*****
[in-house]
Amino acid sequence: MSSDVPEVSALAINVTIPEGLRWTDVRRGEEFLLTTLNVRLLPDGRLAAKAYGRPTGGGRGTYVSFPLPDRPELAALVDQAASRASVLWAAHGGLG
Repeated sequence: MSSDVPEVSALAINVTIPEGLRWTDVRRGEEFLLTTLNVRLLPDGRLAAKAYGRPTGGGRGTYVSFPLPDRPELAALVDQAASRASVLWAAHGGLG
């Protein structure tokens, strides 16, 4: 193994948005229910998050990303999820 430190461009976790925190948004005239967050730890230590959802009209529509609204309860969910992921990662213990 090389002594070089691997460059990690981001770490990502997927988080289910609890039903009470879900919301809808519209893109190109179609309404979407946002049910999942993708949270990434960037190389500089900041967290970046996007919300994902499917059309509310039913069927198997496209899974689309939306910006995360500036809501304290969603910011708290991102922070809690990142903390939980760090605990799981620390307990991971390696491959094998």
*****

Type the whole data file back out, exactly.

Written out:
[in-house]
Amino acid sequence: MSSDVPEVSALAINVTIPEGLRWTDVRRGEEFLLTTLNVRLLPDGRLAAKAYGRPTGGGRGTYVSFPLPDRPELAALVDQAASRASVLWAAHGGLG
Repeated sequence: MSSDVPEVSALAINVTIPEGLRWTDVRRGEEFLLTTLNVRLLPDGRLAAKAYGRPTGGGRGTYVSFPLPDRPELAALVDQAASRASVLWAAHGGLG
């Protein structure tokens, strides 16, 4: 193994948005229910998050990303999820 430190461009976790925190948004005239967050730890230590959802009209529509609204309860969910992921990662213990 090389002594070089691997460059990690981001770490990502997927988080289910609890039903009470879900919301809808519209893109190109179609309404979407946002049910999942993708949270990434960037190389500089900041967290970046996007919300994902499917059309509310039913069927198997496209899974689309939306910006995360500036809501304290969603910011708290991102922070809690990142903390939980760090605990799981620390307990991971390696491959094998």